The back door to renewables—Part 1: Why we did it

The back door to renewables—Part 1: Why we did it

By Drs. Robert and Sonia Vogl

President/Vice President Illinois Renewable Energy

We came to renewable energy by way of nature and ecology. For years, we’ve worked with the natural environment and ecological restoration; in the mid-1960s, we started our first prairie planting.

We manage about 20 acres of oak woodland and pasture (that we hope someday to convert to savannah), 20 acres of prairie planted on former cropland, 13 acres recently planted in bottomland forest, and two tiny parcels of original sandstone prairie remnants on our property. We’ve encouraged native species and tried to eliminate aliens, especially noxious ones.

About 20 years ago, we noticed a new plant appearing in our woods; it looked like a cross between violets and creeping charlie, and smelled like onions. Using an old botany book, we identified it as garlic mustard, originally from England. It had been in North America for more than 200 years. We soon realized that it was spreading wildly, developing dense new patches where none had been the year before.

We checked with colleagues who were familiar with it, and soon realized that it was becoming a widespread nuisance, crowding out native flora. In some places almost nothing else grew. We planned strategies for control. Pulling was first. For several years, we spent the first two weeks after the end of each spring semester pulling garlic mustard. Soon, we developed allergic reactions and had to limit our work to two hours a day, dragging out the pulling process interminably.

Burning was suggested as a possible control measure, so in early spring we burned the woods. This has not only limited garlic mustard, it has enhanced the native flora, which are flourishing in great carpets on the forest floor. Eventually, we resorted to spot use of herbicides.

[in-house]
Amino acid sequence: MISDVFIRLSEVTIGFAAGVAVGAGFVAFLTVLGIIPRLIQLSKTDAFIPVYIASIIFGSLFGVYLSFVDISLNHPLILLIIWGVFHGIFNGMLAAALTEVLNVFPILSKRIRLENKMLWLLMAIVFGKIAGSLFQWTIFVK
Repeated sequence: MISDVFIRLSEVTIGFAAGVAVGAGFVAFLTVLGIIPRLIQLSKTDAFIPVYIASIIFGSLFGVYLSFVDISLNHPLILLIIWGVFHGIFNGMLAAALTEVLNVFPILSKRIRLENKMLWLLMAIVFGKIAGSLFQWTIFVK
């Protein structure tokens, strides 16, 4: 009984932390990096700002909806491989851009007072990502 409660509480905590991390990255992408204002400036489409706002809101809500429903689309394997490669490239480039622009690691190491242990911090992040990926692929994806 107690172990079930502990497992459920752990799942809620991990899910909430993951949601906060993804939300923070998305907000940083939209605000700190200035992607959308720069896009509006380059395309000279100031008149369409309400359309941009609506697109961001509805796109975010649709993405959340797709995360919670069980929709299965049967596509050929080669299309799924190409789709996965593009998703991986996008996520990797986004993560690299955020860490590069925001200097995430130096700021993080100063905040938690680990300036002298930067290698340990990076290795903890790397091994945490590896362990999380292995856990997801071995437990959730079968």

As we exhausted ourselves trying to eradicate the scourge, we wondered why, after more than two centuries, it had suddenly exploded. Our theory was that changes in the overall ecosystem, probably the atmosphere, had caused plants such as garlic mustard to suddenly increase in numbers after years of being relatively unnoticed.

Then we discovered research in Minnesota that supported our theory. Although plants need nitrogen to grow, native plants in some of our ecosystems thrive where this nutrient is limited, while weedy alien species, sometimes referred to as nitrogen hogs, thrive where it is abundant. Garlic mustard is one of those plants.

Since fossil fuel use is responsible for most of that excess nitrogen, we realized that retaining high-quality natural areas required limiting fossil fuel use. Renewable energy sources were the alternative.

We became officers of the newly formed Illinois Renewable Energy Association. In March 2001, the IREA sponsored a one-day seminar informing homeowners about photovoltaics and encouraged them to consider it for their own lives. Of course, we were asked whether we used it ourselves. It was time for us to take action.

A month later, we installed the first half of a 1.5 kilowatt photovoltaic system. The next fall, we completed it.

Next: Our Installation

Note: Recent research indicates that global warming, also the result of fossil fuel use, is changing the majority of species studied in North America and Europe. Warming might also encourage garlic mustard.

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